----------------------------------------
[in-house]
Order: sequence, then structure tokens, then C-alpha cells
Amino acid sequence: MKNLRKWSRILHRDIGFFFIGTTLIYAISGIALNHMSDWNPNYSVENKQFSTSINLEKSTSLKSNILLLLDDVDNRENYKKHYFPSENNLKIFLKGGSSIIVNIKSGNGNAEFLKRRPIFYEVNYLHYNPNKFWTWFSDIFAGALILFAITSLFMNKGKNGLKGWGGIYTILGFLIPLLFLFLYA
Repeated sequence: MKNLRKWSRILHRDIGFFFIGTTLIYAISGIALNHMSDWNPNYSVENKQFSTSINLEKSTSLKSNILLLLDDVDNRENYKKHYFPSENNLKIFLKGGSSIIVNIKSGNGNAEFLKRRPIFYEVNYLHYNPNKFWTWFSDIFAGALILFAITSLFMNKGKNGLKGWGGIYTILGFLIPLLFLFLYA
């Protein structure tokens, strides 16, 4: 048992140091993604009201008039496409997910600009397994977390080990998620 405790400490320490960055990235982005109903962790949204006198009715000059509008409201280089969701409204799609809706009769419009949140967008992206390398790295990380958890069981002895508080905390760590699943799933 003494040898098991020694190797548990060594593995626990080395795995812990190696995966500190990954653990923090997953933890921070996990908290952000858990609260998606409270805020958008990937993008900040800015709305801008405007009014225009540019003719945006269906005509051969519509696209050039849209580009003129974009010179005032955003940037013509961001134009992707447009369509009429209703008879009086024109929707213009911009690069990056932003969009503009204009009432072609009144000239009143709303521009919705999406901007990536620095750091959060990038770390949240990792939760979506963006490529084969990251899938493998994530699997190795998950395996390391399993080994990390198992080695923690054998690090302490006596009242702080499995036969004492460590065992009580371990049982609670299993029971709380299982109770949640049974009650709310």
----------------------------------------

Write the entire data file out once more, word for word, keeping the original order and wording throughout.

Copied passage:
[in-house]
Order: sequence, then structure tokens, then C-alpha cells
Amino acid sequence: MKNLRKWSRILHRDIGFFFIGTTLIYAISGIALNHMSDWNPNYSVENKQFSTSINLEKSTSLKSNILLLLDDVDNRENYKKHYFPSENNLKIFLKGGSSIIVNIKSGNGNAEFLKRRPIFYEVNYLHYNPNKFWTWFSDIFAGALILFAITSLFMNKGKNGLKGWGGIYTILGFLIPLLFLFLYA
Repeated sequence: MKNLRKWSRILHRDIGFFFIGTTLIYAISGIALNHMSDWNPNYSVENKQFSTSINLEKSTSLKSNILLLLDDVDNRENYKKHYFPSENNLKIFLKGGSSIIVNIKSGNGNAEFLKRRPIFYEVNYLHYNPNKFWTWFSDIFAGALILFAITSLFMNKGKNGLKGWGGIYTILGFLIPLLFLFLYA
């Protein structure tokens, strides 16, 4: 048992140091993604009201008039496409997910600009397994977390080990998620 405790400490320490960055990235982005109903962790949204006198009715000059509008409201280089969701409204799609809706009769419009949140967008992206390398790295990380958890069981002895508080905390760590699943799933 003494040898098991020694190797548990060594593995626990080395795995812990190696995966500190990954653990923090997953933890921070996990908290952000858990609260998606409270805020958008990937993008900040800015709305801008405007009014225009540019003719945006269906005509051969519509696209050039849209580009003129974009010179005032955003940037013509961001134009992707447009369509009429209703008879009086024109929707213009911009690069990056932003969009503009204009009432072609009144000239009143709303521009919705999406901007990536620095750091959060990038770390949240990792939760979506963006490529084969990251899938493998994530699997190795998950395996390391399993080994990390198992080695923690054998690090302490006596009242702080499995036969004492460590065992009580371990049982609670299993029971709380299982109770949640049974009650709310």